What is more, the wider benefits to employees and organisations are starting to become clear, with research showing that the technology allows in particular new, lower-skilled workers to gain skills much more quickly – and there is also initial evidence that job satisfaction can be increased in many roles (i.e. Noy & Zhang, Science, 2023). Technology writer Alberto Romero memorably proposed this outcome as the result of Generative AI being ‘a bullshit tool for bullshit jobs’ – that its tendency to say what people want to hear makes it particularly well equipped to take on a lot of the kind of formulaic reporting work that people least enjoy doing.
With this in mind, training community organisations, democratic businesses, and others to be confident in the use of AI, and to see where it can help their work while being aware of its limitations and dangers, seems an obvious and urgent necessity for the wider movement, if it is not to be left behind. Stir to Action is exploring this currently, and will have more to share soon.
While the practical use of AI could represent an immediate opportunity for those looking to democratise the economy, the business models of those companies providing the technology are anything but democratic. This has not always been the case – OpenAI was famously founded as a nonprofit, stating in its founding charter in 2015 that its goal was “to advance digital intelligence in the way that is most likely to benefit humanity as a whole, unconstrained by a need to generate financial return”. Fast forward to the present day, and OpenAI is a long way from these initial principles, having agreed a $10 billion deal with Microsoft, projecting an income of $1 billion itself in 2024, and regularly demonstrating a lack of transparency that makes its name seem similarly obsolete.
There is little better to be found in other leading AI companies, the most prominent being a familiar rogues’ gallery of Big Tech operators such as Meta and Alphabet (holding companies for Facebook and Google), with Apple and Amazon waiting in the wings. There are of course smaller companies looking to break into the sector, but with the huge infrastructure and data requirements for training modern LLM systems, it seems very likely the incumbents will dominate the future of this next round of technology-led change.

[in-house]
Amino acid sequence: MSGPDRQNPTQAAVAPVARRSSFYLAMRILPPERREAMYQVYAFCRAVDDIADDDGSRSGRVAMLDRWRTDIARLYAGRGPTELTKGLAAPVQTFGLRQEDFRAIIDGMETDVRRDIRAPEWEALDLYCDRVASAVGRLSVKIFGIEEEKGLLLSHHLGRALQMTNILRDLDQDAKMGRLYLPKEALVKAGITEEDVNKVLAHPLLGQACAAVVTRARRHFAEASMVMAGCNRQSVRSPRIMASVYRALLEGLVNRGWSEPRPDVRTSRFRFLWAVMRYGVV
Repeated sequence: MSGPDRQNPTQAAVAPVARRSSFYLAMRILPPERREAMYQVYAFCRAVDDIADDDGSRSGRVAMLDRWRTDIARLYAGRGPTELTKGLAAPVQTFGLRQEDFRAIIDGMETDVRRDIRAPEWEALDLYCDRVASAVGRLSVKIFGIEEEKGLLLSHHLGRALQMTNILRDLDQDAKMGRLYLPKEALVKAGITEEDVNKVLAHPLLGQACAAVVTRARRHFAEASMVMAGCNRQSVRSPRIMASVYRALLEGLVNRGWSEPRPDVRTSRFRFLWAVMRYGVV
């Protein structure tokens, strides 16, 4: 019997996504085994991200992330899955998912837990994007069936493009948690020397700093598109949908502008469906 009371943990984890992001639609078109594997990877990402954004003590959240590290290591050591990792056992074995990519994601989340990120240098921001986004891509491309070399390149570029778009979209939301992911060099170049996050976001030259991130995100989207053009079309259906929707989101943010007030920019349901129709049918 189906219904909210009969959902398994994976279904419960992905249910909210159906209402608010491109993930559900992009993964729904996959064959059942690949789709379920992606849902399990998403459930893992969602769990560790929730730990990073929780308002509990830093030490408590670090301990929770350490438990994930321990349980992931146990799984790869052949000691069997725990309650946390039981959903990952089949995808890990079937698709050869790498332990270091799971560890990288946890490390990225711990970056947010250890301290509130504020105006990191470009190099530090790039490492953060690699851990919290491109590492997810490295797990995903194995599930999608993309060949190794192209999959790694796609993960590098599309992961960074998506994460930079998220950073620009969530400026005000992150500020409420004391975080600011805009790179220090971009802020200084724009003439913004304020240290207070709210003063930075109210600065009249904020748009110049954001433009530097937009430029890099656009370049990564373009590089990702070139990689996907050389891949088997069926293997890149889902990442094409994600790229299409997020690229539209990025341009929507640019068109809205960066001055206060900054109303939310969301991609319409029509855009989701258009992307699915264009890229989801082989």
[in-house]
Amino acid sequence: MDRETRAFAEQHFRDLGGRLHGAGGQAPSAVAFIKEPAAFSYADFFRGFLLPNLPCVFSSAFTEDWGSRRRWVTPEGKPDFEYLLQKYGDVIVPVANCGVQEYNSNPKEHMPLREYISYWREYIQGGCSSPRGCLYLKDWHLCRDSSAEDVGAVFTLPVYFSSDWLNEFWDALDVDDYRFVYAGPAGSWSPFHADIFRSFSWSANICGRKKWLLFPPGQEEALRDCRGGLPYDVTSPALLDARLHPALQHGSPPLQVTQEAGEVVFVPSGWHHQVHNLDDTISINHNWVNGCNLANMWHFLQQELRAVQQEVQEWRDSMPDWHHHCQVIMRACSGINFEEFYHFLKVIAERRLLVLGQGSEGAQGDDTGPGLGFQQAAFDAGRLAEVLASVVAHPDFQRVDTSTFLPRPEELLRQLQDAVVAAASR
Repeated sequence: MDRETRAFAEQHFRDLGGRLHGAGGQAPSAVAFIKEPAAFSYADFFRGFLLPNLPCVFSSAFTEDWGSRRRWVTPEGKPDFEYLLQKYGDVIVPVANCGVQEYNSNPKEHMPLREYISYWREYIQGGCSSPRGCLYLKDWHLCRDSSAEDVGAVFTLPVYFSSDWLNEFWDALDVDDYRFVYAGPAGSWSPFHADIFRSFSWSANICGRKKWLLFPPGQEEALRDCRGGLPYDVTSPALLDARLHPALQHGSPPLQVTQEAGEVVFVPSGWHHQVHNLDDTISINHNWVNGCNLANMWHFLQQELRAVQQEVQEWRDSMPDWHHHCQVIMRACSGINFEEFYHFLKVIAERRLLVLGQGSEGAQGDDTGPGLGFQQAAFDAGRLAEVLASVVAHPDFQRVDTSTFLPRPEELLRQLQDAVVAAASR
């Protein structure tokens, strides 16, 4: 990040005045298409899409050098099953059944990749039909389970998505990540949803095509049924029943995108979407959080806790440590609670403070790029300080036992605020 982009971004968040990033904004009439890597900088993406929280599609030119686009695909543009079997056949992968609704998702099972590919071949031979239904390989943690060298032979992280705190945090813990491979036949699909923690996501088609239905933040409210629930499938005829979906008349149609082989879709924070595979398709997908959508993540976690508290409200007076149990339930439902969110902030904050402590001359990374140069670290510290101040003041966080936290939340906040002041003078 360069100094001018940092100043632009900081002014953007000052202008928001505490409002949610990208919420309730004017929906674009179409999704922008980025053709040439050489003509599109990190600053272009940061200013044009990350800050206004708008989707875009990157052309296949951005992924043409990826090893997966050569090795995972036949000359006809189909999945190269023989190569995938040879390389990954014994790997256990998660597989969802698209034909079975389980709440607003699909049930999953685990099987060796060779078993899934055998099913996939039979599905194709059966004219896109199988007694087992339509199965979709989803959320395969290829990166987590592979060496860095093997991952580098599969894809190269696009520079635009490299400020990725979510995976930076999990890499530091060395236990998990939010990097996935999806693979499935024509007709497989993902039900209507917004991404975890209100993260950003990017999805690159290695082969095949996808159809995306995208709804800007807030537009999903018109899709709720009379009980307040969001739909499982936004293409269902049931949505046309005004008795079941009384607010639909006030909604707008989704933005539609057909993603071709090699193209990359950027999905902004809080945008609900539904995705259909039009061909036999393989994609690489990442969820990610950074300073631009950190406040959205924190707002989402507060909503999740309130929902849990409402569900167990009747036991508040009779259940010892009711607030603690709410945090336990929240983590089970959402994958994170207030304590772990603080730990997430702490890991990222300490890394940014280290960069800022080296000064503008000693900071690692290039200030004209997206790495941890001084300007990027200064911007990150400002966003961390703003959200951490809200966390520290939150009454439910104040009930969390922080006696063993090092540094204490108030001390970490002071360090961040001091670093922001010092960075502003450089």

There exists then a particular tension at play for organisations looking to make the economy more democratic and equal, who are considering using AI. But there are also other opportunities starting to emerge as a result of the technology’s spread that could provide positive outcomes.
One feature of the rise of generative AI has been the sheer speed of this spread – ChatGPT in particular being one of the fastest adopted technologies in history, reaching 100 million users, much faster than most social networks from the last two decades. This pace has left many businesses and other organisations struggling to keep up, and uncertain how to deal with a technology that is often unpredictable and risky, not least through its tendency to confidently assert made-up information. This and other inherent characteristics of the tech has led many organisations to restrict or even ban their employees from using it, but such is the time-saving attraction that many have continued to do so, using their own devices to make their jobs easier – leading to a situation where research suggests there are increasing numbers of what Professor Ethan Mollick calls ‘secret cyborgs’ – individuals successfully utilising AI in their job without revealing it to their employers.
This situation produces a new and interesting power dynamic between employees and management/ownership, as a tension arises between the need of management to urgently know how AI is being used to increase productivity (before their competitors do), and the interests of workers in holding on to this knowledge. With the right support and preparation, it’s possible that this situation could potentially be leveraged in future so that workers might negotiate more control, power, and even ownership over their work and organisations.
At the moment this is only one example of a hypothetical opportunity, but when considering the increasing evidence that the current round of AI tools benefits lower skilled and more inexperienced workers the most, it is a tantalising glimpse of how tools provided by companies that are anything but committed to greater economic fairness, might still create the opportunities for it to occur.
What it will require, though, is a real engagement not only with the immediate uses of AI, or the future dangers, but with understanding and foreseeing the indirect, less predictable outcomes that might result from its increased use. Alongside the continuing push for better regulation, and combating the ways in which AI is already being used to exploit and dehumanise, it represents another front in the fight to make sure this technology can improve rather than worsen our economy and society.
Daniel Stanley is a Senior Associate and co-owner of Stir to Action. He is CEO at the Future Narratives Lab, and an Associate Director at Cohere Partners. He has a background in community organising and social psychology, and writes and lectures on framing, narrative, and social change strategy.